The other night the hon. member for Fraser Valley (Mr. Cruickshank) made an excellent address to which I listened with keen attention. But he made one remark with which I cannot agree. He said that this house should sit almost constantly while the country is at war. I do not agree with that view so long as the government follow the present policy of depending for advice upon a number of high salaried executives recruited from the ranks of industry. In many instances these industrial leaders are not sympathetic to Liberal policies, and some of them are unfriendly and unsympathetic toward the labour class. England has found it a great advantage to take labour men into the cabinet, even though they held different political views, because they understood the viewpoint of the labouring classes, and it helped to give confidence to the labour people if they thought they were well represented in the government. I think it is high -time the government of Canada gave more consideration to the views of labour and the farmers.

At this point I should like to congratulate the Minister of Finance (Mr. Ilsley) upon the restrictions he is imposing on luxuries and non-essentials of war. Much has been said about equality of service and of sacrifice. The restrictions introduced to-day probably will bring about some of that equality of sacrifice, but I believe we are using the wrong yardstick when we measure that equality. I maintain that equality of sacrifice must not and cannot be measured by the amount of money you take away from a man by means of taxation. It should be measured by how much you have left him when you are through taxing him. That is the yardstick you must use if you are going to have equality.

This brings me to suggest once more to the government the advisability of relieving low paid workers from payment of the national defence tax. I refer particularly to those people who are receiving less than $750 and $1,500 annually, for single and married people

The Address-Mr. O'Neill

respectively. An increasing number of people are asking, who are the financial advisers of the government? Many people consider that salaries far too high are being paid for the belt-tightening advice these financial experts give, especially to people who have had to tighten their belts to the last notch during the past ten years. I have in mind now the farmers and the unemployed. Many reasons have been advanced for the lack of interest and enthusiasm in the last war loan, but it seems to me that very few of those who have dealt with that question have even touched on the real reason why the last loan was not received as enthusiastically as it Should have been. At this time I think the government might well pay heed to the repeated warnings that an overhauling of our monetary system is long overdue.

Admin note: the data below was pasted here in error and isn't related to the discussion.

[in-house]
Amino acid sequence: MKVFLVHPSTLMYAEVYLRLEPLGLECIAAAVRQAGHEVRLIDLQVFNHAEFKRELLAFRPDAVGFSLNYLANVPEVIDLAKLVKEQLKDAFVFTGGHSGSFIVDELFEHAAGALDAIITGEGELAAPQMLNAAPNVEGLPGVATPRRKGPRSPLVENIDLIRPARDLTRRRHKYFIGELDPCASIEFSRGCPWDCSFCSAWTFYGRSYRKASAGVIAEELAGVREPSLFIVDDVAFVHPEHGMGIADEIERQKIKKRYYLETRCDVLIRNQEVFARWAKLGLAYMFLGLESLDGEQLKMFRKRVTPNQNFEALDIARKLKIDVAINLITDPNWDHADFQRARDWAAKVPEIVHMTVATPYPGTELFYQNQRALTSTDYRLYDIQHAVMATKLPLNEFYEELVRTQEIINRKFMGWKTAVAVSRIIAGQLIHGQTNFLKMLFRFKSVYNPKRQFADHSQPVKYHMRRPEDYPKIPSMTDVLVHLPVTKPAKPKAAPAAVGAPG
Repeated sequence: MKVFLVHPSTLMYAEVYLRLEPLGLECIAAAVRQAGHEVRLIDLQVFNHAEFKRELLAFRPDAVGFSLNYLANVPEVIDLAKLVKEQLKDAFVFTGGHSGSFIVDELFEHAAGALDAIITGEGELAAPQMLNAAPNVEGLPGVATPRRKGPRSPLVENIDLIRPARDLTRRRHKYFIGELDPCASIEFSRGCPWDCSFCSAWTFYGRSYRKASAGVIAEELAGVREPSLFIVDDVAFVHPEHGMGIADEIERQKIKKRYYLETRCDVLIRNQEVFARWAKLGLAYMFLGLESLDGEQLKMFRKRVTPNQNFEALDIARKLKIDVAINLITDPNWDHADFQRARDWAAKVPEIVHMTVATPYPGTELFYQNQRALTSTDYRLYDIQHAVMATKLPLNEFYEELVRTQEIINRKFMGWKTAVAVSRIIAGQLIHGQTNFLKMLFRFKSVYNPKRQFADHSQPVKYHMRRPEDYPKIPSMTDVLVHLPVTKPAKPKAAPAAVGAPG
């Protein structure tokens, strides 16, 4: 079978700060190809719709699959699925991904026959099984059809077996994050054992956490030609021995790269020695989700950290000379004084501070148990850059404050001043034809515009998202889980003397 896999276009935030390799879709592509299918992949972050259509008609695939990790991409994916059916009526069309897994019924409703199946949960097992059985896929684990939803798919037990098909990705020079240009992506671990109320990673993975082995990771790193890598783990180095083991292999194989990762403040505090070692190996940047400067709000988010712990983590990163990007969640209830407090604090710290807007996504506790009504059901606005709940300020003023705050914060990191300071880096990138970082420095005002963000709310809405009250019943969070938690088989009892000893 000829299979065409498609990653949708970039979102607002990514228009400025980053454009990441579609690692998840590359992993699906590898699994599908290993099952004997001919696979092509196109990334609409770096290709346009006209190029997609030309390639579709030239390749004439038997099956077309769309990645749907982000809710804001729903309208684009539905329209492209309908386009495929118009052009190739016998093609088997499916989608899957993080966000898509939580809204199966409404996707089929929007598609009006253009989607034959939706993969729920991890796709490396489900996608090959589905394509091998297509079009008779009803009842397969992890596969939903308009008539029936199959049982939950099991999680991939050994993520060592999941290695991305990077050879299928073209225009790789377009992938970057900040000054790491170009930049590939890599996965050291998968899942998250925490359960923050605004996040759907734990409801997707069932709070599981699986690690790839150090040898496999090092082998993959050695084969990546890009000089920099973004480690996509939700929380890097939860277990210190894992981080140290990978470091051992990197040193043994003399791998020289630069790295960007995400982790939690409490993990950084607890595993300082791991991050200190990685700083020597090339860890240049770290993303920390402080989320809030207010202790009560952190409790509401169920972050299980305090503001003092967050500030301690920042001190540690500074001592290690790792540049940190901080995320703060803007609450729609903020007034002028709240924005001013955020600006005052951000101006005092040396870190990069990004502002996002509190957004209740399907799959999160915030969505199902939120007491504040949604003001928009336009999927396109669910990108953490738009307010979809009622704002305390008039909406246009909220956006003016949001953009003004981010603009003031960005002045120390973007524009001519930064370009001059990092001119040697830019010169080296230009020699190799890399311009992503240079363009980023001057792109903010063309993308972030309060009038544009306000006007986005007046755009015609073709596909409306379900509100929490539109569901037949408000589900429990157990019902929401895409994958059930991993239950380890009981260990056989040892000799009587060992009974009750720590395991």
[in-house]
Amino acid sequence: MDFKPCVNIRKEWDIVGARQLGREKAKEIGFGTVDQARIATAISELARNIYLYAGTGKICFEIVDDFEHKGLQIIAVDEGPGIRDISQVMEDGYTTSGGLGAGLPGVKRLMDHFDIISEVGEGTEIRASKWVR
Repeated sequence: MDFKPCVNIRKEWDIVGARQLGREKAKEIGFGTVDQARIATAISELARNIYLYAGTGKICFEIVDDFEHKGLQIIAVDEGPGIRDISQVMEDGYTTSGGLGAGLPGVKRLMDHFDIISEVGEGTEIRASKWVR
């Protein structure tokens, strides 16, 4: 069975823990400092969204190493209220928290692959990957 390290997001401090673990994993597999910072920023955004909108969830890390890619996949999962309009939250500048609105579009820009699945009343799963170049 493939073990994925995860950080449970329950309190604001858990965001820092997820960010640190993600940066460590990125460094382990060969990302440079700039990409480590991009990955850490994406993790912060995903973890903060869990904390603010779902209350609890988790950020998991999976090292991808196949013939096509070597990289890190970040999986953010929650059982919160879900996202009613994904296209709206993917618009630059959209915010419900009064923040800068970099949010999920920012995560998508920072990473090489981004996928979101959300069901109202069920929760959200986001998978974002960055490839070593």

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John Horne Blackmore

Social Credit

Mr. BLACKMORE:

Hear, hear.

Mr. O'NEILL: My hon. friend in the far corner says, "hear, hear." Well, I am not in agreement with everything that is advocated by my hon. friend, but I know there are many people-and the number is increasing daily- who ask why we should continue to pay tribute to private individuals and companies for the use of something that already belongs to us; I refer to the credit of the country. Unfortunately, when this subject is broached, we are usually ridiculed by shouts of "funny money," or the authorities take refuge behind the bogy of inflation. A few days ago a very good editorial on this subject appeared in the Ottawa Citizen. I hear someone behind me make a remark not quite complimentary to the Citizen, but that newspaper does contain some admirable editorials, although I do not always agree with them. In speaking of "funny money," however, the editorial asked what [DOT]could be funnier in the way of money than digging gold out of the mines of northern Ontario and then taking that gold and burying it in the hills of Kentucky or Virginia for safe keeping. That seems quite ridiculous, and in my opinion some of the things that are done to-day in the name of high finance are just as silly.

Inflation is a word that is heard a great deal these days, and with regard to which there is a great deal of misunderstanding. I care not how well educated or well informed a man may be, before he can carry on an intelligent discussion of the subject of inflation he must first agree on the definition of that word. In my opinion inflation exists when there are in circulation more currency and credit than are necessary to consume the products and services of any country in any given time. We were told also that inflation could not be controlled. To-day any man

who is a traitor to his country is put to death. In my judgment any man who would do anything to sabotage the finances of this country when we are at war should be put to death in the same way as the man who would give away our military secrets.

I now come to the question of government employees receiving less than a fair wage, with which subject the hon. member for Fraser Valley dealt aptly the other night. In my opinion those receiving less than $60 a month are not receiving a fair wage. The government should consider increasing their wages, and should see to it that industry follows its example. Then there would be no unfair wages paid in this country. A few days ago I saw in the press a paragraph reporting that the civil service commission said it would not be good business to increase these low salaries because then they would be out of line with wages paid by private enterprise. I do not know that anyone has ever suggested that wages paid under the civil service commission in the high brackets are in keeping with wages paid by private enterprise. Certainly I am not of that opinion.